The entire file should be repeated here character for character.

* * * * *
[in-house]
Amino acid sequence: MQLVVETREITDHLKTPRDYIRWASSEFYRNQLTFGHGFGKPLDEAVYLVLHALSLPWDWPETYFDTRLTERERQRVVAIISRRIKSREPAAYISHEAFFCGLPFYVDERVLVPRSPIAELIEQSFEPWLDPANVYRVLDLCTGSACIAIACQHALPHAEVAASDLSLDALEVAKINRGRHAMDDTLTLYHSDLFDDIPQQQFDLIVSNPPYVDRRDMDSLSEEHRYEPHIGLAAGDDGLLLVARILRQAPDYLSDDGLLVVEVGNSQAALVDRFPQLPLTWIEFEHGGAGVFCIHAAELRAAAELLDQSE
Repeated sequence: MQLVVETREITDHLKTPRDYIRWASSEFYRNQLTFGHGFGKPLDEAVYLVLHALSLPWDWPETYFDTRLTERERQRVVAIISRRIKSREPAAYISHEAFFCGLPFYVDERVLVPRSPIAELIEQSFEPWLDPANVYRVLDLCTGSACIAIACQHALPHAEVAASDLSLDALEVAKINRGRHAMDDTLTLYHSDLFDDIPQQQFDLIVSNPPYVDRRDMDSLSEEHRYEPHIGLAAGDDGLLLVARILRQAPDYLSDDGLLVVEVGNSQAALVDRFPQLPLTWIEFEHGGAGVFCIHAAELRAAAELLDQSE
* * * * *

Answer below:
[in-house]
Amino acid sequence: MQLVVETREITDHLKTPRDYIRWASSEFYRNQLTFGHGFGKPLDEAVYLVLHALSLPWDWPETYFDTRLTERERQRVVAIISRRIKSREPAAYISHEAFFCGLPFYVDERVLVPRSPIAELIEQSFEPWLDPANVYRVLDLCTGSACIAIACQHALPHAEVAASDLSLDALEVAKINRGRHAMDDTLTLYHSDLFDDIPQQQFDLIVSNPPYVDRRDMDSLSEEHRYEPHIGLAAGDDGLLLVARILRQAPDYLSDDGLLVVEVGNSQAALVDRFPQLPLTWIEFEHGGAGVFCIHAAELRAAAELLDQSE
Repeated sequence: MQLVVETREITDHLKTPRDYIRWASSEFYRNQLTFGHGFGKPLDEAVYLVLHALSLPWDWPETYFDTRLTERERQRVVAIISRRIKSREPAAYISHEAFFCGLPFYVDERVLVPRSPIAELIEQSFEPWLDPANVYRVLDLCTGSACIAIACQHALPHAEVAASDLSLDALEVAKINRGRHAMDDTLTLYHSDLFDDIPQQQFDLIVSNPPYVDRRDMDSLSEEHRYEPHIGLAAGDDGLLLVARILRQAPDYLSDDGLLVVEVGNSQAALVDRFPQLPLTWIEFEHGGAGVFCIHAAELRAAAELLDQSE